In the discussion of the origins of life humans were deliberately not mentioned. This is because humans had, before evolutionary theory, been regarded as a class apart from the rest of the animal kingdom. Although animal species were not thought to be related to one another they were still regarded as more similar to one another than they were to humans. The general consensus was that humans were created or designed by a deity and were completely unrelated to other animals. Although the subject is still hotly debated, it is now widely accepted that humans are related to other animals as they too evolved from the common ancestor mentioned before. Not only this but various lines of evidence, including genetic evidence which compares how similar conserved genes are between different species, show that the closest living relatives of humans are chimpanzees.
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‘Nothing in Biology Makes Sense Except in the Light of Evolution’ – Theodosius Dobzhansky (1973)
These words are as true today as they were at the time they were written. Evolution has revolutionized how everything in biology is perceived. Not only does it help provide answers to questions of “How?” and “Why?” that exists in biology but it also allows us to make sense of current scientific findings.
Darwin’s writing was popular with the general public. His most important work was On the Origin of Species, a concept-filled publication that addressed how organisms that exist today came to be so unique and varied. The central concept of this book, namely evolution by natural selection, has be described as ‘the survival of the fittest’. Meaning that any organism which is more successful, in terms of surviving and breeding more frequently than other organisms, will propagate and thus its genes will persist through to the next generation at a greater frequency.
This concept of evolution by natural selection has dramatic implications. Rather than simply allowing small adaptations to be understood, the concept may be used to envisage how small changes could accumulate over long periods, with each small change providing some selective advantage. As a result it is possible to explain how something as intricate as the vertebrate eye may have developed, and even to suggest that all living species today have evolved from the same starting point - a common ancestor.
One piece of evidence suggesting that all organisms have diverged from a common ancestor is that they use the same class of macromolecules to pass information between the generations about how to build a fully functioning new organism; they all rely on DNA. As DNA is common in almost all organisms, it is highly likely that these organisms evolved from a common ancestor which also relied on DNA in this way. And this is just one of many similarities which link all organisms. This common ancestor must therefore have given rise to organisms as diverse as E. coli, pine trees and fish.
Darwin’s impact, however, is not restricted to these questions of origins; it has had a huge effect on current day society. Doctors now have to consider antibiotic resistances when prescribing drugs. In a patient, a few bacteria that are resistant to an antibiotic will survive. This will select the genes that cause resistance to be present in future populations and they can then reproduce spreading this resistant characteristic. There have also been implications in how animals are treated in society. Prior to evolutionary theory it was thought that animals had been created for humans’ benefit and as such could be treated anyway people chose.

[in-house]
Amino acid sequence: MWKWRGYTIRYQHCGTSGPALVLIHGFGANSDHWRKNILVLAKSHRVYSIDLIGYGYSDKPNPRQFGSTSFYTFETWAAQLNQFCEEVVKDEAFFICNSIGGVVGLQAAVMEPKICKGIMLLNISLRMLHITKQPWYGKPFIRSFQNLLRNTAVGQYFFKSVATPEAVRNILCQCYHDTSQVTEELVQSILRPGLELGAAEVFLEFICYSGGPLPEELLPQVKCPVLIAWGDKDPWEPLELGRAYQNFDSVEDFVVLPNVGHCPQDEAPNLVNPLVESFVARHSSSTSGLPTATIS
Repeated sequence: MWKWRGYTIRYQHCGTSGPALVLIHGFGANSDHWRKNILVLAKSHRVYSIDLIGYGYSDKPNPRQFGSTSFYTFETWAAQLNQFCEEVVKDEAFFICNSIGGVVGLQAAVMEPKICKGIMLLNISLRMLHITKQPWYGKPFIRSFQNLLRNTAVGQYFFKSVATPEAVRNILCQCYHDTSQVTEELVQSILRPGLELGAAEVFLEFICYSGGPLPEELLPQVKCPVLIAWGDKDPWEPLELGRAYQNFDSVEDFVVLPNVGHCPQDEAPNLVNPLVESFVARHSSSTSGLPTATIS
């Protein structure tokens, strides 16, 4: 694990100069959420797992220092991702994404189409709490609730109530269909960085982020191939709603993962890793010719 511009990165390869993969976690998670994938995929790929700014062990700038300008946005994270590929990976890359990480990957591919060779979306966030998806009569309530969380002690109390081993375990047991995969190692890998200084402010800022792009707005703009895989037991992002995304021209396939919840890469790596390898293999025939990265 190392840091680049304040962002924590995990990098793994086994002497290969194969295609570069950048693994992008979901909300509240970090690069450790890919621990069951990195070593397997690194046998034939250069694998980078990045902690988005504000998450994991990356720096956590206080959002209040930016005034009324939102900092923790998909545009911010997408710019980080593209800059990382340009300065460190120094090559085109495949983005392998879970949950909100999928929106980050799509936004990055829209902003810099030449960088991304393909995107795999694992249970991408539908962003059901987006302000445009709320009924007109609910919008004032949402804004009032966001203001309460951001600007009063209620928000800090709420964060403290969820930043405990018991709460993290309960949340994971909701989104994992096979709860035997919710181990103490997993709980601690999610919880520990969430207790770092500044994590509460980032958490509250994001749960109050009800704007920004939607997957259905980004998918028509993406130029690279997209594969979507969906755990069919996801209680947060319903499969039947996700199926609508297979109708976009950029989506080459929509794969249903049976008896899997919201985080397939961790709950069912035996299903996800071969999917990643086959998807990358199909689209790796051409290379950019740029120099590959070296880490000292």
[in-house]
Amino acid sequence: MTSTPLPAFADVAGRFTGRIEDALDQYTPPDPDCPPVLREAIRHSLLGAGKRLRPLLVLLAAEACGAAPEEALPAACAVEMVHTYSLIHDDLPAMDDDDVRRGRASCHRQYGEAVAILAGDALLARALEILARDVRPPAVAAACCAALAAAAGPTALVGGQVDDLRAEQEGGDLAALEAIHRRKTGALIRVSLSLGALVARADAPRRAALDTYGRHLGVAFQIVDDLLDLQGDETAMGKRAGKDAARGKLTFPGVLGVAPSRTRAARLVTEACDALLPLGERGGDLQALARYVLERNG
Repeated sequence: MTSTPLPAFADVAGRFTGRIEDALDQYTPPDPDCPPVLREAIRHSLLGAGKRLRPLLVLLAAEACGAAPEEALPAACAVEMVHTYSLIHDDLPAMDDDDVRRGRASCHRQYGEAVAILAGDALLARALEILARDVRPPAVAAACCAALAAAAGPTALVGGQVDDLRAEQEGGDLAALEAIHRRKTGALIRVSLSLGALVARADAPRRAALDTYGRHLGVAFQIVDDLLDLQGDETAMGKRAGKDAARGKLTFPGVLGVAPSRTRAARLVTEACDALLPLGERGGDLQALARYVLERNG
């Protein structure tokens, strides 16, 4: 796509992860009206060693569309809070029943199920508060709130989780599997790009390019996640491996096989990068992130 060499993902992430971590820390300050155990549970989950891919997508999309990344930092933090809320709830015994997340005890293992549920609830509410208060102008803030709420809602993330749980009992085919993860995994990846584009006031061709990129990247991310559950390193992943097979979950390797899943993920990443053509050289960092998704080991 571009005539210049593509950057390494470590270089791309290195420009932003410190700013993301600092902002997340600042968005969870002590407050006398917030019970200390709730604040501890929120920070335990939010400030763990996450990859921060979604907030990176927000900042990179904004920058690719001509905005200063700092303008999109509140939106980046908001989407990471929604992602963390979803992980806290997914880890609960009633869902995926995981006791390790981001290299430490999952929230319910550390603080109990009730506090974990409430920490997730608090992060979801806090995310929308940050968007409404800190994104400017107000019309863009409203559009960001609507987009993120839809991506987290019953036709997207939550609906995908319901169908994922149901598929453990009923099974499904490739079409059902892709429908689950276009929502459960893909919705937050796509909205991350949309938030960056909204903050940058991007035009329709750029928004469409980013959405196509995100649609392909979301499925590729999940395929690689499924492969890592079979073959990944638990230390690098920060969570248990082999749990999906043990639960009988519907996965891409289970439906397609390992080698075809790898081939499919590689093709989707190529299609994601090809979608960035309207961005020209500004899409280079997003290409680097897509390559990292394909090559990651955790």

Alterations in this world view have led to changes in legislation with the emphasis being on animal welfare where previously any mistreatment of an animal was only treated as a crime if someone else owned the animal when it was treated as an act of vandalism. The close relationship between humans and old world primates has also led to legislation outlawing any animal experimentation on these primates in Great Britain. These are only a couple of the wider implications that Darwin has had on contemporary society; other articles in this section seek to show Darwin’s impact on a wide variety of areas such as electronics, theology, perceptions of global warming and the eugenics movement.
Darwin’s impact on Biology has been immense and unmatched. It explains the variation in organisms and provides clues about how life may have developed from a common ancestor. It helps to illuminate mysteries about ourselves and gives us the skeleton of a history that can be filled out over time with the accumulation of more evidence. Darwin has provided an enormous leap forward in the pursuit of understanding life and its origins, revolutionising the way biology is understood. This provided a scientific revolution in its purest sense as imagined by Kuhn; where once evidence for a divine creator was seen in the perfection of organisms, now evidence of adaptation to an environment is observed and unexplained oddities in an organism's form are used to establish its evolutionary past. Evolution has not only changed our understanding of biology but changed the questions we ask and the answers which are acceptable, providing a scientific rigour to an area which previously lacked this. So in conclusion vive la revolution!
Written by Buyun Zhao
Darwin: Discovering the Tree of Life
by Niles Eldredge, WW Norton & Co.: 2005
by Carl Zimmer, Arrow: 2003
Evolution: The History of an Idea
by Peter Bowler, University of California Press: 1983
The Evolution of Darwinism
by Timothy Shanahan, CUP: 2004
This Is Biology
by Ernst Mayr, Harvard University Press: 1997